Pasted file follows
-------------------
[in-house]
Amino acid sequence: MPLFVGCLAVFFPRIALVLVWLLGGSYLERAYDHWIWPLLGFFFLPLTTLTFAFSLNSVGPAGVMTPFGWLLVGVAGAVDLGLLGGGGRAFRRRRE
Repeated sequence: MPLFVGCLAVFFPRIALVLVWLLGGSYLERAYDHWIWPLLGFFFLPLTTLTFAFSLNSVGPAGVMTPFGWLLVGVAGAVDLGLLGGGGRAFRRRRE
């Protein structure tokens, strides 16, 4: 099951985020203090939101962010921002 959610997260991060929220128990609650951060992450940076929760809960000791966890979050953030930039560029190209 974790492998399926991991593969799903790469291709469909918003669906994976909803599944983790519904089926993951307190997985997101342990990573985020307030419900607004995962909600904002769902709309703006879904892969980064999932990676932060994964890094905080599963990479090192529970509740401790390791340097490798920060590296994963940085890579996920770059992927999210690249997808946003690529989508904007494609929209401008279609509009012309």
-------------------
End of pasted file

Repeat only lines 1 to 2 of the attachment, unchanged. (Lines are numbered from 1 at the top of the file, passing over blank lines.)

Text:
[in-house]
Amino acid sequence: MPLFVGCLAVFFPRIALVLVWLLGGSYLERAYDHWIWPLLGFFFLPLTTLTFAFSLNSVGPAGVMTPFGWLLVGVAGAVDLGLLGGGGRAFRRRRE